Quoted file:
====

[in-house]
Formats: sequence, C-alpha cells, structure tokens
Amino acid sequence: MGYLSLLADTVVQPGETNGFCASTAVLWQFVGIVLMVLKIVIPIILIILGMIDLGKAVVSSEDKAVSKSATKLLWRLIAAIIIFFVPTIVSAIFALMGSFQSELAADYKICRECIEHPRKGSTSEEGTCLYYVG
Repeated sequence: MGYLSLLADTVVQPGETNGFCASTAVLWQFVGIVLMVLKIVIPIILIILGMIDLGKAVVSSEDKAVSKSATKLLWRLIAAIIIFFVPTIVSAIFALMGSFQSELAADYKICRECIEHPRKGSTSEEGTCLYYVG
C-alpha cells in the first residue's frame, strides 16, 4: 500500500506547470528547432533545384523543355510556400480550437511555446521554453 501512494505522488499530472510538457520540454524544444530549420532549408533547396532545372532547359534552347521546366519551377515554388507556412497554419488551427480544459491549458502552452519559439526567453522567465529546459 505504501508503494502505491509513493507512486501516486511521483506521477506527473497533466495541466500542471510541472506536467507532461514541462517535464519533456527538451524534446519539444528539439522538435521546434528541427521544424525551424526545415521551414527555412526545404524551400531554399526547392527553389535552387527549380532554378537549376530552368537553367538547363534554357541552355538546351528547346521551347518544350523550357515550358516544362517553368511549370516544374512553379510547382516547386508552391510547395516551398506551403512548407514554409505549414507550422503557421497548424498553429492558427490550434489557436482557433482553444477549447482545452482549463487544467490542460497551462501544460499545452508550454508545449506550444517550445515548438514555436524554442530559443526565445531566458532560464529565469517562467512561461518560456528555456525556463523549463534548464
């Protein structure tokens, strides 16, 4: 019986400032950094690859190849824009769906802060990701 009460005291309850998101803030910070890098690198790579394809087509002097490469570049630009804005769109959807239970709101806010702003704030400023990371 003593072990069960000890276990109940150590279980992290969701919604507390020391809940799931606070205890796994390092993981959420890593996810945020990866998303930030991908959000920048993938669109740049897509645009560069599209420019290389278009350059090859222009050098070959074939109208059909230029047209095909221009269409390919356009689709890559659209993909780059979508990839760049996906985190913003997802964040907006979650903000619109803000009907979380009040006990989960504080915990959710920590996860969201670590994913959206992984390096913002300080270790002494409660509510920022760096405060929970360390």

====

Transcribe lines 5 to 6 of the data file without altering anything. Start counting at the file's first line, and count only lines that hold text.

C-alpha cells in the first residue's frame, strides 16, 4: 500500500506547470528547432533545384523543355510556400480550437511555446521554453 501512494505522488499530472510538457520540454524544444530549420532549408533547396532545372532547359534552347521546366519551377515554388507556412497554419488551427480544459491549458502552452519559439526567453522567465529546459 505504501508503494502505491509513493507512486501516486511521483506521477506527473497533466495541466500542471510541472506536467507532461514541462517535464519533456527538451524534446519539444528539439522538435521546434528541427521544424525551424526545415521551414527555412526545404524551400531554399526547392527553389535552387527549380532554378537549376530552368537553367538547363534554357541552355538546351528547346521551347518544350523550357515550358516544362517553368511549370516544374512553379510547382516547386508552391510547395516551398506551403512548407514554409505549414507550422503557421497548424498553429492558427490550434489557436482557433482553444477549447482545452482549463487544467490542460497551462501544460499545452508550454508545449506550444517550445515548438514555436524554442530559443526565445531566458532560464529565469517562467512561461518560456528555456525556463523549463534548464
């Protein structure tokens, strides 16, 4: 019986400032950094690859190849824009769906802060990701 009460005291309850998101803030910070890098690198790579394809087509002097490469570049630009804005769109959807239970709101806010702003704030400023990371 003593072990069960000890276990109940150590279980992290969701919604507390020391809940799931606070205890796994390092993981959420890593996810945020990866998303930030991908959000920048993938669109740049897509645009560069599209420019290389278009350059090859222009050098070959074939109208059909230029047209095909221009269409390919356009689709890559659209993909780059979508990839760049996906985190913003997802964040907006979650903000619109803000009907979380009040006990989960504080915990959710920590996860969201670590994913959206992984390096913002300080270790002494409660509510920022760096405060929970360390």